So I looked up "swollen neck glands" on Google and ended up on this page.
First of the 48 causes of swollen neck glands - bubonic plague.
I can't get away from that diagnosis.
But my throat feels a bit different this time - a sharp pain. A so-familiar pain. A pain I haven't felt in many years. Strep throat pain. If it gets any worse today I'll go to a doctor tomorrow.
I'm using this groggy sick feeling as an excuse why I spaced last night and didn't post the Cat 5 results. Actually I did post the results. I just posted the prior race's Cat 5 results, since I used that prior race's page as a template for the new one. And I didn't update the overall either.
Anyway my email got flooded with friendly and not as friendly notes pointing this out. So I did it right tonight. I also somehow missed a bunch of places from the 5's for the overall, so put them in as well.
I could have used the whole "well I just promoted the race" excuse but that doesn't fly after however long I've been doing it. It would be easy to point out that I got up at some ungodly hour, spent the day marching around with a broom or a blower, raced, packed up, got home at 7 or so, and then worked on the results and stuff.
But it's not really accurate. I know how to pace myself during the day. All the help we get from the volunteer marshals, volunteer sweepers, and people helping set up or break down helps me with this energy rationing.
At the end of the day (or end of the evening if you will), if I don't feel up to updating the site, I leave it blank and let it rest for a bit. It's like racing and training. I don't push too hard else something will push back. Maybe it's why I'm still racing now and everyone I started with isn't. It's probably why I am still promoting the Series something-teen years after I started. I almost walked away from it for a number of years, I was so tired of running the races.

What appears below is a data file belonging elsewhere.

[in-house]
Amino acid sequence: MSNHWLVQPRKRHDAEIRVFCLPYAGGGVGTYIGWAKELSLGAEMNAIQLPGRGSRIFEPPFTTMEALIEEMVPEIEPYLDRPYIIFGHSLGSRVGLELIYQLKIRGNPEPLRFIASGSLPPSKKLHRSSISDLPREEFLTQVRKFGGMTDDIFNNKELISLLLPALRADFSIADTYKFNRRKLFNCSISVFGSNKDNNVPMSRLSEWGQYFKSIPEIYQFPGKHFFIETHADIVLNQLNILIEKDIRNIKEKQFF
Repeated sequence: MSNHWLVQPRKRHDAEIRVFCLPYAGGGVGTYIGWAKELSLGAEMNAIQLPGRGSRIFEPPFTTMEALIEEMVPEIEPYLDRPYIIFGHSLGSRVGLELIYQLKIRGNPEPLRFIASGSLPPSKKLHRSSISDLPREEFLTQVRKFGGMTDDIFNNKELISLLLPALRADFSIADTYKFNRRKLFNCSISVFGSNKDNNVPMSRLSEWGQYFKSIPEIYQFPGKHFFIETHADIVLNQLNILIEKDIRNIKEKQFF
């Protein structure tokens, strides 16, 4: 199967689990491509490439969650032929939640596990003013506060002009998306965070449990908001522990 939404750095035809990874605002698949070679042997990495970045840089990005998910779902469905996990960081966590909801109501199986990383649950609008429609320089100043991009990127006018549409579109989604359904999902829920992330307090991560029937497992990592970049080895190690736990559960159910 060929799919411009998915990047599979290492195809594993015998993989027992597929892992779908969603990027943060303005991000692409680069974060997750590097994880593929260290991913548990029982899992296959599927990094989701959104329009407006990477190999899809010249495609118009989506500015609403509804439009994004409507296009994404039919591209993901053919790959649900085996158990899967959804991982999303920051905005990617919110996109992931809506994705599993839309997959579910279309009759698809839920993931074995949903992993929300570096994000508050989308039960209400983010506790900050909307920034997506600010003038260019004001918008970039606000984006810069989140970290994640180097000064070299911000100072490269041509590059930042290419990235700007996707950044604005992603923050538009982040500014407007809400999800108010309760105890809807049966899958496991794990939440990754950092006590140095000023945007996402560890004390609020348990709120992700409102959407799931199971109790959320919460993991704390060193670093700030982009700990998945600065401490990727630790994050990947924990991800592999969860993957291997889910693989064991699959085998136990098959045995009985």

Obviously I didn't. I felt an obligation to continue though and there are a number of reasons for this obligation.
1. I don't need to make money off the Series, so I don't. This is good for the race. One rule we have is that people who run the race should not make money off of it. Keeps the reason for running the race clear - not for money but for the racers. The whole reason the original promoters started the Series was to have an inexpensive race series that paid out money (and "real" money at that) to the racers. My unsubstantiated feeling is that if I and whoever I work with (it's varied over the years) leave the race, a new promoter might pocket a lot of the money we typically intend for the racers. This fear for the racers motivates me to keep doing the race.
2. There's definitely sweat equity in this thing. Before we could afford two big wheeled leaf blowers, we had one. And before that, we had two portable leaf blowers. And before that, one portable. And in the very beginning, we had brooms. The further you go back, the more work I had to do. And when we had brooms, guess what?
I swept. A lot. I mean a lot.